• Dental Care: Peppermint oil, due to its antiseptic properties, is useful for dental care. It removes bad breath and helps teeth and gums deal with germs. No wonder, it is added in numerous toothpastes. It is also useful for treating toothaches.
  • Respiratory Problems: Menthol, which is present in abundance in peppermint oil, helps in clearing the respiratory tract. It is an effective expectorant and therefore provides instantaneous, though temporary, relief in numerous respiratory problems including nasal congestion, sinusitis, asthma, bronchitis, cold and cough. As a result, it is used in numerous cold rubs. When these cold rubs are rubbed on the chest, they remove nasal and respiratory congestion immediately.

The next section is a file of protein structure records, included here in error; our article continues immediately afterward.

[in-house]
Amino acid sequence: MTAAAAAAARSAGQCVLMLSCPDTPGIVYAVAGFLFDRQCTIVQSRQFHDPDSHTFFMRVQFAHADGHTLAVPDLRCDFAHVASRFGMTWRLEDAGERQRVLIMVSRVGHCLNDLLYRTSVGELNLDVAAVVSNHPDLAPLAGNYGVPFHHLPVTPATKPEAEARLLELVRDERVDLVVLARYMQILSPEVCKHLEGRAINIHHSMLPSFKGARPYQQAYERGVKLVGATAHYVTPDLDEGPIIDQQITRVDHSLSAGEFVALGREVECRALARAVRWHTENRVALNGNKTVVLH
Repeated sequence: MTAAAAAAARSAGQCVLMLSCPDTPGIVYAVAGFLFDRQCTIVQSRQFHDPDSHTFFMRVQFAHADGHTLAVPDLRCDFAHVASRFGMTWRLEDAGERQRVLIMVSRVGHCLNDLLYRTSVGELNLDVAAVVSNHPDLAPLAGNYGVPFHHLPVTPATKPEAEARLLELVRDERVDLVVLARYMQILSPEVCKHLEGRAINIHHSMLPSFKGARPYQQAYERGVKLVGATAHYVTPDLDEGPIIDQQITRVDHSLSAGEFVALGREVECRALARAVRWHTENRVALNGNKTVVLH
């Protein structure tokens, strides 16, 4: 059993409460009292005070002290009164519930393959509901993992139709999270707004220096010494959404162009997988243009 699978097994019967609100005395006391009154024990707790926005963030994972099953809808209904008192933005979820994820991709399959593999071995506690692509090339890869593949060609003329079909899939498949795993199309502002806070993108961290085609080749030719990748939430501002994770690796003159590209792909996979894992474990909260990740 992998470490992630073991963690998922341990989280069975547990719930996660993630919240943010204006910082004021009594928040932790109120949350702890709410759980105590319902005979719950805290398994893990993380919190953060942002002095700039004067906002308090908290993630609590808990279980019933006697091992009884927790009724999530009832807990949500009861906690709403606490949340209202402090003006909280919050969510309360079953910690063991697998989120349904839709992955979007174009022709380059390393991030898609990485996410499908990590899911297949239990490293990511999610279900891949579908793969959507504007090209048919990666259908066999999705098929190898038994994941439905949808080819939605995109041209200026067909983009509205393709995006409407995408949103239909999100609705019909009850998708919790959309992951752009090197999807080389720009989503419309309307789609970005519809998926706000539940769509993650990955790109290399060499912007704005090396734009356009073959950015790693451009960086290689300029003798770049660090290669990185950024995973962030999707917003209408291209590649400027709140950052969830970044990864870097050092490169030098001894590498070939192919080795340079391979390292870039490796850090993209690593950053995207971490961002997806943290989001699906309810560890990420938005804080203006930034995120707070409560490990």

• Nausea and Headache: Peppermint oil is a good home remedy for nausea and headache. Applying peppermint oil in diluted form on the forehead is known to remove headache.
  • StressStress: Like most other essential oils, peppermint is able to provide relief from stress, depression and mental exhaustion due to its refreshing nature. It is also effective against anxietyand restlessness.
  • Irritable Bowel Syndrome: The muscle relaxing property of peppermint oil has been found to ease irritable bowel syndrome. This has been validated through preliminary scientific research though the exact mechanism is still unknown.
  • Antispasmodic: Peppermint oil is very effective for gastroscopy, colonoscopy and during double-contrast barium enema. It is applied intraluminally. Further benefits of peppermint oil due to its antispasmodic properties are being studied.
  • Urinary Tract Infection: Peppermint oil can be used for treating urinary tract infection (UTI). However, thorough scientific studies are yet to be conducted to confirm this.